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Persuasion - Jane Austen

Updated March 2020: Still wonderful.


Original review April 2016:


Sigh. Happy sigh. I really needed a great book. I don't know what was going on there for a while, but I started to feel like I had angered someone and my punishment was to read books that infuriated me for the rest of 2016.

Persuasion is best read when you have some time so that you can just really go over and over the words that Jane Austen wrote. This was her last book and you can see all that she has learned through her previous books paying off in this, her final one.

The book starts off telling of the diminished fortunes of the Elliott family.

Mr. Elliott (a baronet) is now seeing that unless he lets his home or does some other belt tightening, he may have to start selling off pieces of his land. He still maintains with two of his three daughters, Elizabeth and Anne. Through some persuasion, he finally deigns to let his home. The reader and Anne soon find that Mr. Elliott's home will be let to Crofts. The wife of Mr. Croft is the sister of Captain Frederick Wentworth who at one time was engaged to Anne when she was 19. Seven years later, Anne is still unmarried and thinks of Captain Wenworth and is pained for agreeing to turn down the match after her father and Lady Russell were so against it.

We get to watch Anne do what she can to show that she is not still focused on the past when it becomes clear that Captain Wenworth and she will soon be face to face again.

I have to applaud Jane Austen. She does a very good job of showcasing primary and secondary characters from beginning to end. No one is a caricature (i.e. cartoon villain) instead you get to see everyone's flaws and in some cases, some of these characters recognize they were wrong in the end.

I loved Anne a great deal in this book. Dealing with her family not seeing her as important, unless it was Mary needing her to help her through her "sicknesses" they really don't think of her at all. She clings to her relationship with her mother's former friend Lady Russell and takes her advice in all things. At first you may feel frustrated with her. You wonder why in the world did she not write to Captain Wenworth, or try to get him alone to let him know that she was sorry and or at least that she was thinking of him. However, from her point of view, she was not forgiven by Captain Wentworth and it seemed at times he was quite cold to and indifferent to her after they initially met again.

Captain Wentworth at times is definitely a puzzle until you get towards the end of the book. You start to wonder what his real feelings are for Anne. What are is his feelings for the other young women he has met. He and Anne barely say any words to each other, so you start to wonder what in the world is Anne thinking of by still carrying feelings for him though she keeps talking about how she has hardened herself.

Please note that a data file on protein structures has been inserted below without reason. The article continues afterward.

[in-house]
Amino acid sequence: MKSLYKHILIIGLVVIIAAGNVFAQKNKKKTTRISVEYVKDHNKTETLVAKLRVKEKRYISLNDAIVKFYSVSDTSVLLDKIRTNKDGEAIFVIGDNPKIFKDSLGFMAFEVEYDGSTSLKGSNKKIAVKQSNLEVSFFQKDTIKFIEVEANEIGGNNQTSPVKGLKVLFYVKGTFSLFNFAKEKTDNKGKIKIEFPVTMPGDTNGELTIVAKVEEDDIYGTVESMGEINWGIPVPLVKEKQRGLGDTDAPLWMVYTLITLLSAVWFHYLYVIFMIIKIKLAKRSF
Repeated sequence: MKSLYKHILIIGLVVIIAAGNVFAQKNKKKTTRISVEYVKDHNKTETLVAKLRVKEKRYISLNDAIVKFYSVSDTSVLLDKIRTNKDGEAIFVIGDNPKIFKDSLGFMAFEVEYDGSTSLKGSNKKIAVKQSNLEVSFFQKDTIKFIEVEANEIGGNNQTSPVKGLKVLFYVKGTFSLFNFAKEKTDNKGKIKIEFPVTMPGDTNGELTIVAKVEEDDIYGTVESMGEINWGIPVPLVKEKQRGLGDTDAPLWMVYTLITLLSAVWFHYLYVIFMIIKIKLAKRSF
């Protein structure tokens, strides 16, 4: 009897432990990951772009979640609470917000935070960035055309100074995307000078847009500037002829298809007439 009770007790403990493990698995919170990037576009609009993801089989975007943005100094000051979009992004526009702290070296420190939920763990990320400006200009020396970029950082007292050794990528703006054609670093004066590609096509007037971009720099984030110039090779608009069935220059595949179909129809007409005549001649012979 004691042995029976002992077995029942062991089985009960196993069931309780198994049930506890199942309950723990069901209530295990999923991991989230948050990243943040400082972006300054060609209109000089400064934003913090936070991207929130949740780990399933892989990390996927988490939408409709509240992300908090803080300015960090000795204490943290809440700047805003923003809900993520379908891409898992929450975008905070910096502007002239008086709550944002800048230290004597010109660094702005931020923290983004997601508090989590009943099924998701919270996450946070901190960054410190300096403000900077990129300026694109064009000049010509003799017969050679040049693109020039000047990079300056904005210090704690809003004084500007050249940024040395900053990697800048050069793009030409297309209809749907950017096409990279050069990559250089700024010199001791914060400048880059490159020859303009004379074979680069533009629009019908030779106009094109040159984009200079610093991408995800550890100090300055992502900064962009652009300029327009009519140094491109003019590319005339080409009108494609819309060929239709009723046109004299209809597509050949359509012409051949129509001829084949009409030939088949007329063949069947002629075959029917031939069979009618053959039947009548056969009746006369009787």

Other characters in this story, such as Mary, he husband Charles, Charles two sisters Henrietta and Louisa, the Crofts, Lady Russell, and Mrs. Smith are very important to how ultimately the story of Anne and Captain Wentworth will be played out.

I can honestly say that I wanted to wring Mary's neck. Good grief how had her husband not murdered her. I can imagine a future when her sons are grown up and are just as spoiled as she is. I cracked up at the back and forth shit talking Mary did about her husband Charles and her in-laws the Musgroves. And God love Mrs. Musgrove for shit talking her and how she was raising her grandchildren. You know you're children have to be the spawn of evil if the grandparents are even like, "hey, don't bring them by. Thanks". I see Mary and Charles being Mr. and Mrs. Bennett in a few years.

Lady Russell, though not as self absorbed as Mr. Elliott, definitely has he snobbish ways about her as well. It was good though to see her brought down slightly by realizing she was wrong in so many things and was wrong with regards to Anne turning down Captain Wentworth. Unlike with Mr. Elliott and Elizabeth, you can see that she will learn from her mistakes. Mr. Elliott and Elizabeth just wanted people around to fawn over them for the rest of their lives.

The plot is quite easy to follow (not a bad thing) and it really is about Anne at first doing what she can to make sure she gets past seeing Captain Wentworth. Then it is her making sure she can deal with it, if and when possibly Captain Wentworth gets engaged. And then she is deciding what to do when she starts to think for just a moment that it is possible he is jealous of another man's attentions to her.

The flow was great and I had a hard time putting this one down. I read so fast that I often had to go back and re-read passages to myself. The dialogue was wonderful and the letter that Captain Wentworth writes to Anne is the most romantic letter I have read in a book. I seriously swooned when I read it and it remains one of my favorite passages in Jane Austen's work to datte.

The setting of Uppercross, Lyme Regis, and then Bath are made to great use in this book. You have the players moving all about, and you realize that if Anne who did not want to come to Bath, would have been sorry if she had not unearthed some truths about some of the people around her.

The ending was great, though you had to wonder at the slightly melancholy tone about Anne standing by as a naval wife and having to wait for her now husband to be called away to duty.